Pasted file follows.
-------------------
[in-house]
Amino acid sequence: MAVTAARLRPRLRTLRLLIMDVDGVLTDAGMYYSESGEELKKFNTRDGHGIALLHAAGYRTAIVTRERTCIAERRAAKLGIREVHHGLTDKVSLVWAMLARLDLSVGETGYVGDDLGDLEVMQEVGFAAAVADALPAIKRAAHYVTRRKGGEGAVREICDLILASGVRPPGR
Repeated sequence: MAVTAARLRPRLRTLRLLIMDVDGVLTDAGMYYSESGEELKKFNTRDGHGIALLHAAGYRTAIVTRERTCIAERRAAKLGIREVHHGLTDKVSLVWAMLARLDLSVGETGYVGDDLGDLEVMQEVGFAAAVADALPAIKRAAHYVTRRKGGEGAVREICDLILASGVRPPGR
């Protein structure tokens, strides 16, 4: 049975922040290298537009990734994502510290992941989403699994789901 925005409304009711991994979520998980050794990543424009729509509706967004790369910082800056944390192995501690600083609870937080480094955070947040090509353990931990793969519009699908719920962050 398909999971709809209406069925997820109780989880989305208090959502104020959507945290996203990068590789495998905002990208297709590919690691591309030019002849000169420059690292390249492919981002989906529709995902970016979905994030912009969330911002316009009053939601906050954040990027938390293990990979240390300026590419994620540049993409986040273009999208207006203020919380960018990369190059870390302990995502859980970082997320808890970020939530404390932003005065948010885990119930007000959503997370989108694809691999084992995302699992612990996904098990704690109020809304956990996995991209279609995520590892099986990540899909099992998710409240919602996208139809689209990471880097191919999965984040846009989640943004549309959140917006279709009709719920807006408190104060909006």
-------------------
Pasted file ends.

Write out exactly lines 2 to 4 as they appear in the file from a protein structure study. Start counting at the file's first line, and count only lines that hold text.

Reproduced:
Amino acid sequence: MAVTAARLRPRLRTLRLLIMDVDGVLTDAGMYYSESGEELKKFNTRDGHGIALLHAAGYRTAIVTRERTCIAERRAAKLGIREVHHGLTDKVSLVWAMLARLDLSVGETGYVGDDLGDLEVMQEVGFAAAVADALPAIKRAAHYVTRRKGGEGAVREICDLILASGVRPPGR
Repeated sequence: MAVTAARLRPRLRTLRLLIMDVDGVLTDAGMYYSESGEELKKFNTRDGHGIALLHAAGYRTAIVTRERTCIAERRAAKLGIREVHHGLTDKVSLVWAMLARLDLSVGETGYVGDDLGDLEVMQEVGFAAAVADALPAIKRAAHYVTRRKGGEGAVREICDLILASGVRPPGR
């Protein structure tokens, strides 16, 4: 049975922040290298537009990734994502510290992941989403699994789901 925005409304009711991994979520998980050794990543424009729509509706967004790369910082800056944390192995501690600083609870937080480094955070947040090509353990931990793969519009699908719920962050 398909999971709809209406069925997820109780989880989305208090959502104020959507945290996203990068590789495998905002990208297709590919690691591309030019002849000169420059690292390249492919981002989906529709995902970016979905994030912009969330911002316009009053939601906050954040990027938390293990990979240390300026590419994620540049993409986040273009999208207006203020919380960018990369190059870390302990995502859980970082997320808890970020939530404390932003005065948010885990119930007000959503997370989108694809691999084992995302699992612990996904098990704690109020809304956990996995991209279609995520590892099986990540899909099992998710409240919602996208139809689209990471880097191919999965984040846009989640943004549309959140917006279709009709719920807006408190104060909006």